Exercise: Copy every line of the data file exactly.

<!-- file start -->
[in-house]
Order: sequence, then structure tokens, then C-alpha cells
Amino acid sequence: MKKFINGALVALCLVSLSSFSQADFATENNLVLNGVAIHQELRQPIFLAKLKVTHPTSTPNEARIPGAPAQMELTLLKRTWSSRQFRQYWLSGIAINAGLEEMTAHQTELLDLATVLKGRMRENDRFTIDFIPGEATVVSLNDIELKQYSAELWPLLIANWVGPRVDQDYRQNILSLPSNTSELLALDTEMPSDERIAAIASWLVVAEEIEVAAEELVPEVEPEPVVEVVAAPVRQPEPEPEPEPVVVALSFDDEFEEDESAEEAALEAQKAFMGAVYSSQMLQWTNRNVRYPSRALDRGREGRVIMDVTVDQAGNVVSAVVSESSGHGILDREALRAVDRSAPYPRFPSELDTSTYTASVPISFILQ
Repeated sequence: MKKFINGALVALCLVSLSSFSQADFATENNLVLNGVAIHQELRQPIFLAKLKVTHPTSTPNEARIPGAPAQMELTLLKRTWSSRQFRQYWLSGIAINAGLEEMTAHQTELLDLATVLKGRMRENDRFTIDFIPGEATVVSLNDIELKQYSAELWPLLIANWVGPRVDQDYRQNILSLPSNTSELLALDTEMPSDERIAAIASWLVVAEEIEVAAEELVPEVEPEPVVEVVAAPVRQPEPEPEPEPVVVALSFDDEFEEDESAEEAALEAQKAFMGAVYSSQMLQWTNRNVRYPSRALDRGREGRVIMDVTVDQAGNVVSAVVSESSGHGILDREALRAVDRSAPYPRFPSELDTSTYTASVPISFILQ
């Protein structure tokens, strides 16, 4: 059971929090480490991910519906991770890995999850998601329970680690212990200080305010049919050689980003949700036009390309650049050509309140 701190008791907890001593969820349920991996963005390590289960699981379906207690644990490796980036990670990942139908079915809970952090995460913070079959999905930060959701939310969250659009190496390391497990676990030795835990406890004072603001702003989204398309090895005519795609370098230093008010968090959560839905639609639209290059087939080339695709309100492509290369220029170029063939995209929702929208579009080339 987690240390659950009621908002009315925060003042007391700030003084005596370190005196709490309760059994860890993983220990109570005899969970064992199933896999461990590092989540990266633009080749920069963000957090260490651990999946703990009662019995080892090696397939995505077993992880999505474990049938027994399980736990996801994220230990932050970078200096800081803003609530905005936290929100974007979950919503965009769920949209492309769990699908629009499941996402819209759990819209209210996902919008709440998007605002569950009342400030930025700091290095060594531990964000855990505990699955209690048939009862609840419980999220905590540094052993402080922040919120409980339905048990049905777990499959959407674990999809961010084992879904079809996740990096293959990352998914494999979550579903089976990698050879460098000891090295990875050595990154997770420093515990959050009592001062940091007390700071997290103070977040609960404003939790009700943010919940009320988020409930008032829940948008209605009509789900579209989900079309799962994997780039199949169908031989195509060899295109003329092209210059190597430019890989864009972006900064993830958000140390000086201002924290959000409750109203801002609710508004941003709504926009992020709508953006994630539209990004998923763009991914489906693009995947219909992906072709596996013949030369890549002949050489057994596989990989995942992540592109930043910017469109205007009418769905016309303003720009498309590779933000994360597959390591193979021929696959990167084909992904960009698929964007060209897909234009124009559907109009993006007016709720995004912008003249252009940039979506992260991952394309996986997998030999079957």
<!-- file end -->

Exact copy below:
[in-house]
Order: sequence, then structure tokens, then C-alpha cells
Amino acid sequence: MKKFINGALVALCLVSLSSFSQADFATENNLVLNGVAIHQELRQPIFLAKLKVTHPTSTPNEARIPGAPAQMELTLLKRTWSSRQFRQYWLSGIAINAGLEEMTAHQTELLDLATVLKGRMRENDRFTIDFIPGEATVVSLNDIELKQYSAELWPLLIANWVGPRVDQDYRQNILSLPSNTSELLALDTEMPSDERIAAIASWLVVAEEIEVAAEELVPEVEPEPVVEVVAAPVRQPEPEPEPEPVVVALSFDDEFEEDESAEEAALEAQKAFMGAVYSSQMLQWTNRNVRYPSRALDRGREGRVIMDVTVDQAGNVVSAVVSESSGHGILDREALRAVDRSAPYPRFPSELDTSTYTASVPISFILQ
Repeated sequence: MKKFINGALVALCLVSLSSFSQADFATENNLVLNGVAIHQELRQPIFLAKLKVTHPTSTPNEARIPGAPAQMELTLLKRTWSSRQFRQYWLSGIAINAGLEEMTAHQTELLDLATVLKGRMRENDRFTIDFIPGEATVVSLNDIELKQYSAELWPLLIANWVGPRVDQDYRQNILSLPSNTSELLALDTEMPSDERIAAIASWLVVAEEIEVAAEELVPEVEPEPVVEVVAAPVRQPEPEPEPEPVVVALSFDDEFEEDESAEEAALEAQKAFMGAVYSSQMLQWTNRNVRYPSRALDRGREGRVIMDVTVDQAGNVVSAVVSESSGHGILDREALRAVDRSAPYPRFPSELDTSTYTASVPISFILQ
């Protein structure tokens, strides 16, 4: 059971929090480490991910519906991770890995999850998601329970680690212990200080305010049919050689980003949700036009390309650049050509309140 701190008791907890001593969820349920991996963005390590289960699981379906207690644990490796980036990670990942139908079915809970952090995460913070079959999905930060959701939310969250659009190496390391497990676990030795835990406890004072603001702003989204398309090895005519795609370098230093008010968090959560839905639609639209290059087939080339695709309100492509290369220029170029063939995209929702929208579009080339 987690240390659950009621908002009315925060003042007391700030003084005596370190005196709490309760059994860890993983220990109570005899969970064992199933896999461990590092989540990266633009080749920069963000957090260490651990999946703990009662019995080892090696397939995505077993992880999505474990049938027994399980736990996801994220230990932050970078200096800081803003609530905005936290929100974007979950919503965009769920949209492309769990699908629009499941996402819209759990819209209210996902919008709440998007605002569950009342400030930025700091290095060594531990964000855990505990699955209690048939009862609840419980999220905590540094052993402080922040919120409980339905048990049905777990499959959407674990999809961010084992879904079809996740990096293959990352998914494999979550579903089976990698050879460098000891090295990875050595990154997770420093515990959050009592001062940091007390700071997290103070977040609960404003939790009700943010919940009320988020409930008032829940948008209605009509789900579209989900079309799962994997780039199949169908031989195509060899295109003329092209210059190597430019890989864009972006900064993830958000140390000086201002924290959000409750109203801002609710508004941003709504926009992020709508953006994630539209990004998923763009991914489906693009995947219909992906072709596996013949030369890549002949050489057994596989990989995942992540592109930043910017469109205007009418769905016309303003720009498309590779933000994360597959390591193979021929696959990167084909992904960009698929964007060209897909234009124009559907109009993006007016709720995004912008003249252009940039979506992260991952394309996986997998030999079957």